By Christopher Smith / FEMA
LONG ISLAND CITY, NY – Tom Paino is an architect with a New York City agency. He is also the owner of two side-by-side brownstones in the Queens neighborhood of Long Island City. Built in 1903, the three-story brownstones are located two blocks from the East River, in the middle of a densely populated residential neighborhood.
Paino has lived in one of the brownstones since purchasing it in 1995. The other unit was purchased in 2010, and has remained unoccupied, as the previous tenants left the unit in extremely poor condition. To make the unit livable, Paino knew it would require a significant refurbishment. Approximately five years ago, however, the flood hazard maps for the area were revised by the Federal Emergency Management Agency’s (FEMA) National Flood Insurance Program (NFIP) and Paino’s neighborhood was then determined to sit within the regulatory floodplain. With the revision of the maps, the lowest floor of the brownstone sat two feet below the Base Flood Elevation (BFE), which is determined to be the calculated height to which potential floodwaters could rise.
The exterior of Paino's brownstone unit prior to the beginning of the project.
“When we originally filed the plans to do the renovation, the building department told us that because the lowest level was below the BFE, we wouldn’t be able to use that level for anything but parking or storage,” said Paino. “So, our first thought of how to deal with the floodplain issue was to sell the brownstone. As we thought more about it, though, we knew that we loved the neighborhood and wanted to find a way to adapt to the situation so we wouldn’t have to leave.”
NFIP regulations require that when a structure in the floodplain is either damaged or renovated fifty percent or more of its fair market value, that structure must be brought into compliance with local floodplain management ordinances. This meant that because of the new mapping, to undergo any substantial renovation, Paino would have to cease using the lowest floor for anything other than parking or storage, or find a way to elevate the structure. Though Paino’s current residence also sat below the BFE, it would not require the same improvements to that unit because it was not damaged and was not in need of renovation.
Paino brought his problem to a structural engineer, who quickly identified a potential solution. As the brownstone in need of renovation was a middle unit, it would be impossible to elevate the entire existing structure. The brownstones were designed incorporating a party wall system, which meant that the walls on either side of the brownstone supported the structure of the units equally, and according to the law, are equally owned by the respective tenants. Though Paino owned the brownstone on one side of the unit to be renovated, the other brownstone was owned by a neighbor, who was worried that the renovation would negatively impact their unit.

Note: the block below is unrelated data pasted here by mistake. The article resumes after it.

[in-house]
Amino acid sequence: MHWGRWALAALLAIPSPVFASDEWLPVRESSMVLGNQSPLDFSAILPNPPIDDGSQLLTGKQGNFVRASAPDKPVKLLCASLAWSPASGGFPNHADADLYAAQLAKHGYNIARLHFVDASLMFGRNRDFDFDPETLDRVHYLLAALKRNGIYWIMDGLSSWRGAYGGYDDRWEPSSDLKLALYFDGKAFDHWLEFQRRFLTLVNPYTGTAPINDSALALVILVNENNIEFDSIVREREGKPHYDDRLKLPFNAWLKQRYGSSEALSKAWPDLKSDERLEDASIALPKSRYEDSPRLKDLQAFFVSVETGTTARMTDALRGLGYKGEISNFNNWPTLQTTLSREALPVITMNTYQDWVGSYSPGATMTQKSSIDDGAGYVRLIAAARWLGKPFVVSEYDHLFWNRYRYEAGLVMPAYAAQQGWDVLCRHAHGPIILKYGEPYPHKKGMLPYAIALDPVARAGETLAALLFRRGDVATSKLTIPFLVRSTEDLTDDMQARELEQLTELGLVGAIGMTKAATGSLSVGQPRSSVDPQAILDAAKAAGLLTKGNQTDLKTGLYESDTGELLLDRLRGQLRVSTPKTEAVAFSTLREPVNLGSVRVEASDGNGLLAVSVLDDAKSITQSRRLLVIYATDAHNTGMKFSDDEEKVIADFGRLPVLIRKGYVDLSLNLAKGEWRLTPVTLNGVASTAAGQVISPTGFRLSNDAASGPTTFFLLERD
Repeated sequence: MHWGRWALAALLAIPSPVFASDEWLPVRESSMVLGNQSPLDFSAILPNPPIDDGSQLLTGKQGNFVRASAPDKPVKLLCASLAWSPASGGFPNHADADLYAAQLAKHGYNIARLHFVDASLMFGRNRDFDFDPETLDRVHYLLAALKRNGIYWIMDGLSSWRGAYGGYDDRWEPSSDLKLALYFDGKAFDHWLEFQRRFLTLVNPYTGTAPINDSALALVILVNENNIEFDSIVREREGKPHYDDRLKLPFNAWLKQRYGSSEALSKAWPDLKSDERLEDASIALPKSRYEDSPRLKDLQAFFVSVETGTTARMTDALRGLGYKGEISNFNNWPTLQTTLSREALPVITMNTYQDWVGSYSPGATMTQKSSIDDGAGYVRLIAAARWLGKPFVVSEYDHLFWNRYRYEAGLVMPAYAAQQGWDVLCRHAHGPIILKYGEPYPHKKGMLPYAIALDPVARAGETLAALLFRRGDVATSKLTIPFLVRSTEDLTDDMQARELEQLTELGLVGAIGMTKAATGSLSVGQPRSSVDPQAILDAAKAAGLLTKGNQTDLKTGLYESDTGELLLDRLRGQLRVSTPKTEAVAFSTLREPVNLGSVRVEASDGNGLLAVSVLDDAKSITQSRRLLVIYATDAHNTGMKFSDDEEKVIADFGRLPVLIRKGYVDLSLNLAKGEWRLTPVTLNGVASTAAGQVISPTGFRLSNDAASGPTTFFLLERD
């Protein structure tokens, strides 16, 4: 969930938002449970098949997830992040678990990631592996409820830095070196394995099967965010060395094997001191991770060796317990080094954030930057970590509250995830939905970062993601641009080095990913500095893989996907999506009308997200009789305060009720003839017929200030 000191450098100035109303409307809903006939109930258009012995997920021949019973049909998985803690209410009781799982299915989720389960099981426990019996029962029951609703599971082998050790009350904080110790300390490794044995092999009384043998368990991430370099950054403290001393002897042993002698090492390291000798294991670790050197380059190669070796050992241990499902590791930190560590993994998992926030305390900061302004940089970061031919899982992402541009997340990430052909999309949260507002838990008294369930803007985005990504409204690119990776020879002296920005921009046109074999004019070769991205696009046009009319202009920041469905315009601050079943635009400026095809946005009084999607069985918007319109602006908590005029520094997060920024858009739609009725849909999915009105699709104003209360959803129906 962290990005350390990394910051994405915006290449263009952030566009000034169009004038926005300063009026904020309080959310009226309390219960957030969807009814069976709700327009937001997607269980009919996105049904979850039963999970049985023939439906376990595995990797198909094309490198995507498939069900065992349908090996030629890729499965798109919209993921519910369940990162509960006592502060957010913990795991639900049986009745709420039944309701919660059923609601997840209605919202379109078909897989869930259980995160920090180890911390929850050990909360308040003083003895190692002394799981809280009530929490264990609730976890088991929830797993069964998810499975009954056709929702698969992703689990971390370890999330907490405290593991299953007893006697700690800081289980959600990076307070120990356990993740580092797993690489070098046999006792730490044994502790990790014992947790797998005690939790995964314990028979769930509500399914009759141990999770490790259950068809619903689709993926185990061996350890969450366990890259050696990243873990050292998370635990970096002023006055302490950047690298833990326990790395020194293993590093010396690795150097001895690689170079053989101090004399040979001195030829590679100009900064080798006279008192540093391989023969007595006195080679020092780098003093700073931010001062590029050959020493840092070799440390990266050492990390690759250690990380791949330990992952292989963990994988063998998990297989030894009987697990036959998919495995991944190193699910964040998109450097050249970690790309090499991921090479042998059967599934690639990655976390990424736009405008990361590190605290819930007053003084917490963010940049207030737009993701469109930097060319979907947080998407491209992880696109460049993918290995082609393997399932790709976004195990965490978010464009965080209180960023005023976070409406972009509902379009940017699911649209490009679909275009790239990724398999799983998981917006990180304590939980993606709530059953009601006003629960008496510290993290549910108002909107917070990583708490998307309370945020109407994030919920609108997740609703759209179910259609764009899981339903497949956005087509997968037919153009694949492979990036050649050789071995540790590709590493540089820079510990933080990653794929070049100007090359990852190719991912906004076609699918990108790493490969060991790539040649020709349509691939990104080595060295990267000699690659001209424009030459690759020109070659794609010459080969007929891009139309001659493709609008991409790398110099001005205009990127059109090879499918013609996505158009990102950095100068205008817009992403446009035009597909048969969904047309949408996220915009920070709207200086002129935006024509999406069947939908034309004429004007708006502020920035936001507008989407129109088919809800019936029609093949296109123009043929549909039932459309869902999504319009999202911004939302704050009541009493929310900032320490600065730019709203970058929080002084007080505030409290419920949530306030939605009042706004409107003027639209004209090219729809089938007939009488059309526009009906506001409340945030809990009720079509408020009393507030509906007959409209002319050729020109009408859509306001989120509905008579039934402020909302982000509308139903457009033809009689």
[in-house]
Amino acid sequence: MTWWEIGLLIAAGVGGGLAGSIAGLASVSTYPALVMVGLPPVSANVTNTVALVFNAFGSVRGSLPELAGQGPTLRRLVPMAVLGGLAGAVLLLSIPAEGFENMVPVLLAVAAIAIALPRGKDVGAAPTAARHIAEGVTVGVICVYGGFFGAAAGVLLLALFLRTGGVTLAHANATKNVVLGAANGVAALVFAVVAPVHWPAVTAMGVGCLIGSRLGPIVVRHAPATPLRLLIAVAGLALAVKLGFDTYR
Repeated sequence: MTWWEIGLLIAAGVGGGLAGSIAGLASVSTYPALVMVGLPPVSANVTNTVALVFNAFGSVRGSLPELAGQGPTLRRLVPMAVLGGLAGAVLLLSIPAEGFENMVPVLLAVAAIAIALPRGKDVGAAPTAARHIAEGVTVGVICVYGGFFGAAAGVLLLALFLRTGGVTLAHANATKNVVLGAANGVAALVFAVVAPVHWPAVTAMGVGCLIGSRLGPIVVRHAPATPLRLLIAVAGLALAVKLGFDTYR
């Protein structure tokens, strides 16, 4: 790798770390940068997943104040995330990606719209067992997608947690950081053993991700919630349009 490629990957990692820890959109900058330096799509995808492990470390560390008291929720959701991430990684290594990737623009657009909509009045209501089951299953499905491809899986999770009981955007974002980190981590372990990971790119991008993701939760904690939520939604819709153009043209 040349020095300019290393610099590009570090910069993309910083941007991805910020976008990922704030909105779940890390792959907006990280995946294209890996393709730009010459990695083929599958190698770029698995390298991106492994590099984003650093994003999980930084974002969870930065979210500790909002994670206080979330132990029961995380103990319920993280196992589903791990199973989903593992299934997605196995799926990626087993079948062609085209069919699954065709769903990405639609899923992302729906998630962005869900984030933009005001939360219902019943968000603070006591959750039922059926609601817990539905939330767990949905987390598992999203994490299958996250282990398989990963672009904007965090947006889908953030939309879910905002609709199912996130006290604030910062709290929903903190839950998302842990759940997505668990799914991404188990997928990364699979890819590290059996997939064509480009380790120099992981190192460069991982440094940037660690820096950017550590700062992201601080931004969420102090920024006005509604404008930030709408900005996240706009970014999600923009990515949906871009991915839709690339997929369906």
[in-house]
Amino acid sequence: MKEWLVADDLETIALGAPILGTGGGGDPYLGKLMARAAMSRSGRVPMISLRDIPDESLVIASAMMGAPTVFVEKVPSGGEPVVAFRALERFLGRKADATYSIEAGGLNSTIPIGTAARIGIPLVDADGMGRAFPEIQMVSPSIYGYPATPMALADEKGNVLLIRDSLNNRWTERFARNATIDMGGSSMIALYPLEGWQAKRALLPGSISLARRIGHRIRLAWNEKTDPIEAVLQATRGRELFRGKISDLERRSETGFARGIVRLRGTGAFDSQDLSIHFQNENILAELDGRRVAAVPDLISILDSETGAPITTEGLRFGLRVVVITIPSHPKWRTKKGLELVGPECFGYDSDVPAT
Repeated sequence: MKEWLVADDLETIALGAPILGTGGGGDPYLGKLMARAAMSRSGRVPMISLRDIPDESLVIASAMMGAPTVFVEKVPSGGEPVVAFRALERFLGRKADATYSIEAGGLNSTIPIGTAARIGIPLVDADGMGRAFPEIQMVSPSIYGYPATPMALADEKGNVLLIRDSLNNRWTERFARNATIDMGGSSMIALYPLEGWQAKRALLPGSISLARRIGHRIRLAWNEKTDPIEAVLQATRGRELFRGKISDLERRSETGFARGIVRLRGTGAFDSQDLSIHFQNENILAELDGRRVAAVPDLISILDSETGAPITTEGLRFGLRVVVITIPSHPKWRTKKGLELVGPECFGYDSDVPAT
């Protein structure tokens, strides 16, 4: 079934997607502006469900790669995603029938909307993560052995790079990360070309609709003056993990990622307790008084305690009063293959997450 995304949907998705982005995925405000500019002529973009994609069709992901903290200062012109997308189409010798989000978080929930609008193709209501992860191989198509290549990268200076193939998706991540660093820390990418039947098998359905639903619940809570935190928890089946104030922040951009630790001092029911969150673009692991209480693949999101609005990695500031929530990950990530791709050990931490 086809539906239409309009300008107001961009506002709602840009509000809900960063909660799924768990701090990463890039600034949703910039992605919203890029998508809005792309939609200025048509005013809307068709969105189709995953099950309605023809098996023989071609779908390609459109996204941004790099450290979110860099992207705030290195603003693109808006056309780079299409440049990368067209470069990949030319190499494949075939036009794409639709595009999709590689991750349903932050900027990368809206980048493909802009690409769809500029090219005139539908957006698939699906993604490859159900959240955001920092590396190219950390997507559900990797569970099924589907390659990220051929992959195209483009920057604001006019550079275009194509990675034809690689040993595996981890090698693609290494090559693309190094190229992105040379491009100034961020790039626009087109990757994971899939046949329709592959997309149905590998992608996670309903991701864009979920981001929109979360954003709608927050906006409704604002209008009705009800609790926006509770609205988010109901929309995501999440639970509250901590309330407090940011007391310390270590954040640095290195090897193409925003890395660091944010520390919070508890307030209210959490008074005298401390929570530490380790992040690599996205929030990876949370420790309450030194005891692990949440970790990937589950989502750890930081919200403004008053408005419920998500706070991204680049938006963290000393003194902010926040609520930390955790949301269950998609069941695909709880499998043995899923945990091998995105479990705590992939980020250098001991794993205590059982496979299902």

“The structural engineer came to look at the brownstones, and saw we had the party walls,” said Paino. “He told us it was no problem. We could use the same walls to maintain the structure, and just remove the joists and raise the floors to a higher level (without damaging the neighbor’s property).”
It quickly became obvious that the work the brownstone would require entailed much more than a mere renovation. Despite utilizing the still-standing walls, raising the floors would essentially constitute new construction, which meant acquiring a whole series of permits from the various New York City offices involved in development. To facilitate the redesign of the brownstone, Paino not only hired the structural engineer, but also an energy efficiency expert, another architect and a general contractor who specializes in green, or ecologically conscious, construction.
They decided to raise the floors of the brownstone approximately three feet. This allowed them to get the lowest floor one foot above the required elevation level, giving them some extra breathing room in the case of future flooding. The high ceilings allowed them to raise the floors without significantly altering the original design of the brownstone. When removing the original wooden joists, Paino chose to replace them with steel joists to offer greater strength. Though a practical decision, it was not without its difficulties.
“When you see lumber from 1903, in perfect condition, and you have to take it out, that hurts,” said Paino. “It was just beautiful wood. We were able to recycle it, however. There’s a man who makes furniture out of it around the corner from us, so we did manage to preserve it all, thankfully.”
The interior of Paino's brownstone during the renovation process. Note the former floor level with the filled-in joist pockets, demonstrating the height to which the floor was raised. (Click to enlarge for detail.)
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